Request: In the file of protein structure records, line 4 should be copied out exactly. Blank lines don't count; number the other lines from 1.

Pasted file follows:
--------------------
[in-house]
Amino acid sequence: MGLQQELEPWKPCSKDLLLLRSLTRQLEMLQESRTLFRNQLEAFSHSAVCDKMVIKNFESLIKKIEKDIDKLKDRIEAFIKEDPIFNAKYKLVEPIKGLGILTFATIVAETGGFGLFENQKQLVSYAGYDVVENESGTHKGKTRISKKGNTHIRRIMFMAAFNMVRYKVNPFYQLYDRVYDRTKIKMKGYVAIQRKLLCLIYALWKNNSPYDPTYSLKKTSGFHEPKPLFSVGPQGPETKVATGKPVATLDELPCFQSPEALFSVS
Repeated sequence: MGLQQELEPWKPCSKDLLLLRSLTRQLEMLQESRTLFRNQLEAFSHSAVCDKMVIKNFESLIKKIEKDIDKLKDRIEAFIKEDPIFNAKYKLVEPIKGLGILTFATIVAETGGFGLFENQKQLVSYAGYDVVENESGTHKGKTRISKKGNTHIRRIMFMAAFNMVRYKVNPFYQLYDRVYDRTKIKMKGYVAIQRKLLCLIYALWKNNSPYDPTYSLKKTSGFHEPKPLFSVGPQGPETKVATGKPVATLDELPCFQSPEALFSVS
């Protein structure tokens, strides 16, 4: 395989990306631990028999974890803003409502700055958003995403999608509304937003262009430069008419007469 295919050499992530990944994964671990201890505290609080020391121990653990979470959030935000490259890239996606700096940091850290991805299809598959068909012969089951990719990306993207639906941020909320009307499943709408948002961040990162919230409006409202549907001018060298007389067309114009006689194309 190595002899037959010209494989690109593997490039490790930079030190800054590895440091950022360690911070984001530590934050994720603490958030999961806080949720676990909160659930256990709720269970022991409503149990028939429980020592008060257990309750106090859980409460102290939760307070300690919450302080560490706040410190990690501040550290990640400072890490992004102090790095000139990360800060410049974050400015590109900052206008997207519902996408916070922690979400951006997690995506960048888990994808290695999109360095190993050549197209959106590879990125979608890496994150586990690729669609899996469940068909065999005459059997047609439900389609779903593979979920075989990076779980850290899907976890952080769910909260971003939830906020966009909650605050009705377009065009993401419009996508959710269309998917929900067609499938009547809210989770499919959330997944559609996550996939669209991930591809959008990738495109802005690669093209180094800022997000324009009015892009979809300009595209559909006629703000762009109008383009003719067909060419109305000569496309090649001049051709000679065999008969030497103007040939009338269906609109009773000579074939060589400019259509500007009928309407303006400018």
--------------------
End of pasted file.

């Protein structure tokens, strides 16, 4: 395989990306631990028999974890803003409502700055958003995403999608509304937003262009430069008419007469 295919050499992530990944994964671990201890505290609080020391121990653990979470959030935000490259890239996606700096940091850290991805299809598959068909012969089951990719990306993207639906941020909320009307499943709408948002961040990162919230409006409202549907001018060298007389067309114009006689194309 190595002899037959010209494989690109593997490039490790930079030190800054590895440091950022360690911070984001530590934050994720603490958030999961806080949720676990909160659930256990709720269970022991409503149990028939429980020592008060257990309750106090859980409460102290939760307070300690919450302080560490706040410190990690501040550290990640400072890490992004102090790095000139990360800060410049974050400015590109900052206008997207519902996408916070922690979400951006997690995506960048888990994808290695999109360095190993050549197209959106590879990125979608890496994150586990690729669609899996469940068909065999005459059997047609439900389609779903593979979920075989990076779980850290899907976890952080769910909260971003939830906020966009909650605050009705377009065009993401419009996508959710269309998917929900067609499938009547809210989770499919959330997944559609996550996939669209991930591809959008990738495109802005690669093209180094800022997000324009009015892009979809300009595209559909006629703000762009109008383009003719067909060419109305000569496309090649001049051709000679065999008969030497103007040939009338269906609109009773000579074939060589400019259509500007009928309407303006400018």